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Climate change and future land use in the United States: an economic approachAuthor(s): David Haim; Ralph J. Alig; Andrew J. Plantinga; Brent Sohngen
Source: Climatic Change Economics. 2(1): 27-51
Publication Series: Scientific Journal (JRNL)
Station: Pacific Northwest Research Station
PDF: Download Publication (919.0 KB)
DescriptionAn econometric land-use model is used to project regional and national land-use changes in the United States under two IPCC emissions scenarios. The key driver of land-use change in the model is county-level measures of net returns to five major land uses. The net returns are modified for the IPCC scenarios according to assumed trends in population and income and projections from integrated assessment models of agricultural prices and agricultural and forestry yields. For both scenarios, we project large increases in urban land by the middle of the century, while the largest declines are in cropland area. Significant differences among regions in the projected patterns of land-use change are evident, including an expansion of forests in the Mountain and Plains regions with declines elsewhere. Comparisons to projections with no climate change effects on prices and yields reveal relatively small differences. Thus, our findings suggest that future land-use patterns in the U.S. will be shaped largely by urbanization, with climate change having a relatively small influence.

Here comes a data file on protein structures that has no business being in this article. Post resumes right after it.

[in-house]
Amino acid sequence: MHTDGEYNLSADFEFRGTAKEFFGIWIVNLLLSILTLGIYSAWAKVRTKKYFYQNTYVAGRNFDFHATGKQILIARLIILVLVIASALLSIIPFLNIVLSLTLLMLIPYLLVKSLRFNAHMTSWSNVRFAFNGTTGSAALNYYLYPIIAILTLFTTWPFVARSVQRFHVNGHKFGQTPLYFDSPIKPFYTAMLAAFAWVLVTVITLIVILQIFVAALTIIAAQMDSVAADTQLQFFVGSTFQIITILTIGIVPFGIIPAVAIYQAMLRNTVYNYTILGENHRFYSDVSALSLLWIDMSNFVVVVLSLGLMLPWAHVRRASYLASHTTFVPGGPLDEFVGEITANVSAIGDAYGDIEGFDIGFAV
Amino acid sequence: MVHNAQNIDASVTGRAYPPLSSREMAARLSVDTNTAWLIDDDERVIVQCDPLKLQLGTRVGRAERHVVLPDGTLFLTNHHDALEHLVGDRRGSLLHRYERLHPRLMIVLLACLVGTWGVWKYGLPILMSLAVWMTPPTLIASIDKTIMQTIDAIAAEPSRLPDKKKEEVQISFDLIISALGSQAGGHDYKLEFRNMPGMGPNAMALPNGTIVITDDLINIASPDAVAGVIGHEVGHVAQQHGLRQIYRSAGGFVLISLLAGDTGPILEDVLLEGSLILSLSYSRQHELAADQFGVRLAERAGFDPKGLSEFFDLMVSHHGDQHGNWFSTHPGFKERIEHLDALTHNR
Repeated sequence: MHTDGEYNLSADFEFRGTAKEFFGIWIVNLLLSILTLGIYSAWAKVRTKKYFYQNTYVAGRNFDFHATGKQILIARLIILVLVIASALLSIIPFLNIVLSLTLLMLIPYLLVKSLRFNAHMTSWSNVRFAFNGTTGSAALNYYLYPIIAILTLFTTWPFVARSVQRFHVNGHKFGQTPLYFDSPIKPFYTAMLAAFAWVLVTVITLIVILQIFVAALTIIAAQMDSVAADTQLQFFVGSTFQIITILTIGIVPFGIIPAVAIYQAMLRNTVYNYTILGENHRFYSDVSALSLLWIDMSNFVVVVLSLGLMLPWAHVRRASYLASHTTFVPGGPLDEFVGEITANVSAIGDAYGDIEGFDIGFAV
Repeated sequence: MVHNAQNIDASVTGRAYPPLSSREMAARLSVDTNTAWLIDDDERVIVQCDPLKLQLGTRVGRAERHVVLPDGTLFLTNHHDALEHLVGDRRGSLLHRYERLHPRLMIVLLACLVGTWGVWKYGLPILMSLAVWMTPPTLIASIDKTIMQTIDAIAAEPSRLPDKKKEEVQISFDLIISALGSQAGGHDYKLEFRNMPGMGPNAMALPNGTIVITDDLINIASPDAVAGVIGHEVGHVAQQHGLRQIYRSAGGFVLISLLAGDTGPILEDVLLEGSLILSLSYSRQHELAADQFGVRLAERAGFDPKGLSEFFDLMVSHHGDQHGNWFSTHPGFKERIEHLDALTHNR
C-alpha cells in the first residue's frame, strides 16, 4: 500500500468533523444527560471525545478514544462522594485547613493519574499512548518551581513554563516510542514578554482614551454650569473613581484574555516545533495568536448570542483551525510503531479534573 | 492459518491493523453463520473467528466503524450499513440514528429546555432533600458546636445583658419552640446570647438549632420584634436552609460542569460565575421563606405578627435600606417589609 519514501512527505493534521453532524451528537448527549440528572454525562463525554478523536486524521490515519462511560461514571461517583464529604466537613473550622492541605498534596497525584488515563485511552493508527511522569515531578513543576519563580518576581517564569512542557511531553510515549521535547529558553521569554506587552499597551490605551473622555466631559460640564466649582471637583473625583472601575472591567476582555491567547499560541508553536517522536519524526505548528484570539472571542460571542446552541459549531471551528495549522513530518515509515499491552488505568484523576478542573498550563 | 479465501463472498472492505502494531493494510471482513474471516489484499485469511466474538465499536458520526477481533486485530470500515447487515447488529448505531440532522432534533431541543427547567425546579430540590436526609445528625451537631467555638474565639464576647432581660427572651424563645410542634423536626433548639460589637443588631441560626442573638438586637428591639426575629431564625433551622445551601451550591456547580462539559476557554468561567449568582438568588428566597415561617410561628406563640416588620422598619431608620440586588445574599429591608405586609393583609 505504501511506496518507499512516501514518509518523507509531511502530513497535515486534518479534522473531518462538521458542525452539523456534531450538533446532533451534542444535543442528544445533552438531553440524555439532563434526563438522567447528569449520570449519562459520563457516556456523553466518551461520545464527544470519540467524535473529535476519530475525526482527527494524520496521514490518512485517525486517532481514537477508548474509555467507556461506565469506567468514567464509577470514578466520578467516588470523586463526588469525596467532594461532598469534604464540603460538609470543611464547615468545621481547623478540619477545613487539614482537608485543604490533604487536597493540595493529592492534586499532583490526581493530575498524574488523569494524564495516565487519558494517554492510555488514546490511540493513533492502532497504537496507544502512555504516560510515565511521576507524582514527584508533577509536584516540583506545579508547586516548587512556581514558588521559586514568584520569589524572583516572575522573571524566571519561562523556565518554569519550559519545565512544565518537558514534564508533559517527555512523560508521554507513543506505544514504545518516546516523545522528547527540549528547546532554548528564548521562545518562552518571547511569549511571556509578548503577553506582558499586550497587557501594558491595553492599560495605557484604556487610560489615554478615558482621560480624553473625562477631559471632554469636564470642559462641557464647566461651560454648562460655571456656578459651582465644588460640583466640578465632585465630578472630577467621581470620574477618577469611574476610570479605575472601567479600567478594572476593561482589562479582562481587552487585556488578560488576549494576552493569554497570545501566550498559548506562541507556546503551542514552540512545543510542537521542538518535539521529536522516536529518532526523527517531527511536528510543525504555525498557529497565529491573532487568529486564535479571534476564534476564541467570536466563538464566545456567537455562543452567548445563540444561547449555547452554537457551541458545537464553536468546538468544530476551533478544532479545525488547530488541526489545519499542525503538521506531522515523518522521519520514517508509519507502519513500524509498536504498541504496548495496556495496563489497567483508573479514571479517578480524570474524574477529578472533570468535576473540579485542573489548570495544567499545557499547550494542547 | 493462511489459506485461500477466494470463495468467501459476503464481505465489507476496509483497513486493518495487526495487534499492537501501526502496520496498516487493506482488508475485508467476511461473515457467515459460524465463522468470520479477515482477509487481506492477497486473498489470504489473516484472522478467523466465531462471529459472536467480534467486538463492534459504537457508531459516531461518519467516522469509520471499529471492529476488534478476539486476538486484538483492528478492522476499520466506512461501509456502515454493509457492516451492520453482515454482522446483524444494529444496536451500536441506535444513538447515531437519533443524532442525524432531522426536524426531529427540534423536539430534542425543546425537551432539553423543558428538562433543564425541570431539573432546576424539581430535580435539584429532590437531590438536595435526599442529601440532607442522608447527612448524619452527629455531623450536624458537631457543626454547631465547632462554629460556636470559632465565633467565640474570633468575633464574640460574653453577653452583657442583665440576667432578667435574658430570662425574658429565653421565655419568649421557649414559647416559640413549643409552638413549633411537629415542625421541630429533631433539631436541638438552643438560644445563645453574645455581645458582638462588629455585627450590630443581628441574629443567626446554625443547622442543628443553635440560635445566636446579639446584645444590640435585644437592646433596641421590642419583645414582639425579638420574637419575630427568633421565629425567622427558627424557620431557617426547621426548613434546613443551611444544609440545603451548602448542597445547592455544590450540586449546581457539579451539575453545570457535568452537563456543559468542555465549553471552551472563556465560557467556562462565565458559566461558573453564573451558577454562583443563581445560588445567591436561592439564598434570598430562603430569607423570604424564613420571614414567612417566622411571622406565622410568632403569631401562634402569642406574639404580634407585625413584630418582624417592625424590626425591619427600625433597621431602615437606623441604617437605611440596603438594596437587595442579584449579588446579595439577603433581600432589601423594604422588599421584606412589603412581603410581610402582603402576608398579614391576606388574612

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CitationHaim, David; Alig, Ralph J.; Plantinga, Andrew J.; Sohngen, Brent. 2011. Climate change and future land use in the United States: an economic approach. Climatic Change Economics. 2(1): 27-51.
Keywordseconometric models, land-use, climate change, regional analysis
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